Definitions

from The American Heritage® Dictionary of the English Language, 4th Edition

  • n. A pastoral poem, usually in the form of a dialogue between shepherds.

from Wiktionary, Creative Commons Attribution/Share-Alike License

  • n. A pastoral poem, often in the form of a shepherd's monologue or a dialogue between shepherds.

from the GNU version of the Collaborative International Dictionary of English

  • n. A pastoral poem, in which shepherds are introduced conversing with each other; a bucolic; an idyl.

from The Century Dictionary and Cyclopedia

  • n. In poetry, a pastoral composition, in which shepherds are introduced conversing with one another; a bucolic: as, the eclogues of Virgil.

from WordNet 3.0 Copyright 2006 by Princeton University. All rights reserved.

  • n. a short poem descriptive of rural or pastoral life

Etymologies

Middle English eclog, from Latin ecloga, from Greek eklogē, selection, from eklegein, to select; see eclectic.
(American Heritage® Dictionary of the English Language, Fourth Edition)
The form "eclogue" is from French eclogue, from Latin ecloga. The form "eclog, eglog", attested in Middle English, was apparently taken directly from Latin. Both forms are ultimately from Ancient Greek ἐκλογή (eklogē, "selection"). (Wiktionary)

Examples

  • Shelley's "modern eclogue" is prefaced by a disclaimer similar to that of "Christabel" and possibly influenced by it: "the impulse of the feelings which moulded the conception of the story," says Shelley, "determined the pauses of a measure, which only pretends to be regular inasmuch as it corresponds with, and expresses, the irregularity of the imaginations which inspired it"

    'Put to the Blush': Romantic Irregularities and Sapphic Tropes

  • [Footnote 1: 'Petrarch, finding nothing in the word eclogue of rural meaning, supposed it to be corrupted by the copiers, and therefore called his own pastorals aeglogues, by which he meant to express the talk of goatherds, though it will mean only the talk of goats.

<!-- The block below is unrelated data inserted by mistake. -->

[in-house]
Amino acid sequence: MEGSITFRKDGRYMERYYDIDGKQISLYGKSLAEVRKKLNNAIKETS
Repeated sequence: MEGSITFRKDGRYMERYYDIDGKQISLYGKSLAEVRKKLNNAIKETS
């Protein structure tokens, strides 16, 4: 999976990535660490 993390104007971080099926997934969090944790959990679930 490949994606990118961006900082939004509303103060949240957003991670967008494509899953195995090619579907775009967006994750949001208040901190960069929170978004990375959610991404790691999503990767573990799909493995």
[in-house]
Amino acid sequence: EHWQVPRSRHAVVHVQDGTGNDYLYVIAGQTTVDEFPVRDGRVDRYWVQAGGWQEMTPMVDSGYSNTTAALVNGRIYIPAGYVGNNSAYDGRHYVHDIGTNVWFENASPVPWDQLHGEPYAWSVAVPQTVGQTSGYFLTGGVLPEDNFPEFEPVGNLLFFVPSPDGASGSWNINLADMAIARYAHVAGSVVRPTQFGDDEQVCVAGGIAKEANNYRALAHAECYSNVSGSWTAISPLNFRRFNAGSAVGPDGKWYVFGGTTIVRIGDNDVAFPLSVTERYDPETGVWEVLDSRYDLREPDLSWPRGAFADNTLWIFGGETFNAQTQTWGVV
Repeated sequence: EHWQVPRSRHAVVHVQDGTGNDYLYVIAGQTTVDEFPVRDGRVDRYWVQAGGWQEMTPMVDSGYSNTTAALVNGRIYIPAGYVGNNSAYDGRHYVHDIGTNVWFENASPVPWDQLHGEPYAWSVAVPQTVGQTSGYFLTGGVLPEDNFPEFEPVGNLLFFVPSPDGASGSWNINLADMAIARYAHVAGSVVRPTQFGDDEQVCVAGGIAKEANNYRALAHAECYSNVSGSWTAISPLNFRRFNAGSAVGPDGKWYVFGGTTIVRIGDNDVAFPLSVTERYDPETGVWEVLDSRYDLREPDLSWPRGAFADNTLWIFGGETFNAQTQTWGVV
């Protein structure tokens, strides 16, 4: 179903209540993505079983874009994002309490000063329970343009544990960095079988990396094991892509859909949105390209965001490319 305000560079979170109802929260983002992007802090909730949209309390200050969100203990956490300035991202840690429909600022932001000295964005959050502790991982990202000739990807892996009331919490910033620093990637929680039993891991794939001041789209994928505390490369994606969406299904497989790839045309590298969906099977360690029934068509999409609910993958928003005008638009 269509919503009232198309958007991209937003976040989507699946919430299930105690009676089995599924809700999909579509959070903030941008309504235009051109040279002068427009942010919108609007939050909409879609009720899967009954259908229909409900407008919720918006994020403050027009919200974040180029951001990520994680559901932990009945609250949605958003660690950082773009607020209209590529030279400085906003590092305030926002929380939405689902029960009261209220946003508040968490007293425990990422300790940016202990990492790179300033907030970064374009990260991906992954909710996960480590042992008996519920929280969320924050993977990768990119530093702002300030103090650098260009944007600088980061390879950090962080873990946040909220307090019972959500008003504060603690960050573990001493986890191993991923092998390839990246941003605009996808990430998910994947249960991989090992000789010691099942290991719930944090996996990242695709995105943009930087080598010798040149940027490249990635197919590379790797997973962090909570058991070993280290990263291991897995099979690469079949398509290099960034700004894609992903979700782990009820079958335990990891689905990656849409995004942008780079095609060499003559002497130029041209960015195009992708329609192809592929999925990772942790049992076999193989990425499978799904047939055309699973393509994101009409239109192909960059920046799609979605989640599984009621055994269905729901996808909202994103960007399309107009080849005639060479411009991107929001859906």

Life Of Johnson

  • That's not to be confused with an eclogue, which is a poetic pastoral dialogue.

    SYNTAGMA

  • This same poetry as of a higher kind of eclogue characterizes the second of the great works undertaken by Raphael at the command of Leo

    The Catholic Encyclopedia, Volume 12: Philip II-Reuss

  • Being not ignorant of Greek, and finding nothing in the word "eclogue" of rural meaning, he supposed it to be corrupted by the copiers, and therefore called his own productions

    Johnson's Lives of the Poets — Volume 2

  • The two books are both made up of two volumes, with a prologue, an epilogue, and an "eclogue" in between each volume.

    Notes From The Geek Show

  • We board a 21-passenger white minibus, the price of emissions, at the intersection of Interstate 10 and Indian Avenue, and sit back as Ken Huskey aka White Horse, a 40-year veteran in the energy industry, takes the wheel and the mic, delivering in best AM DJ voice a dazzling non-stop physics-laden eclogue on the 300-hundred-foot-high spears with periwinkles on top, and their awesome powers.

    Richard Bangs: How Green Is My Valley?

  • [1] As Redford notes, the phrase echoes two poems from the age of Augustus, a satire by Horace and an eclogue of Vergil, and in each of these contexts the two words seria and ludo take on slightly different meanings.

    A Silly, Very Cultured Club

  • Whether the eclogue about the caring wife will be destroyed?

    The boys head household

  • The eclogue, commonly known as a form of pastoral poem composed of the dialogue of shepherds about the joys of their rural environment, invokes the muse, typically, as the first order of business.

    Evie Shockley reads Ed Roberson

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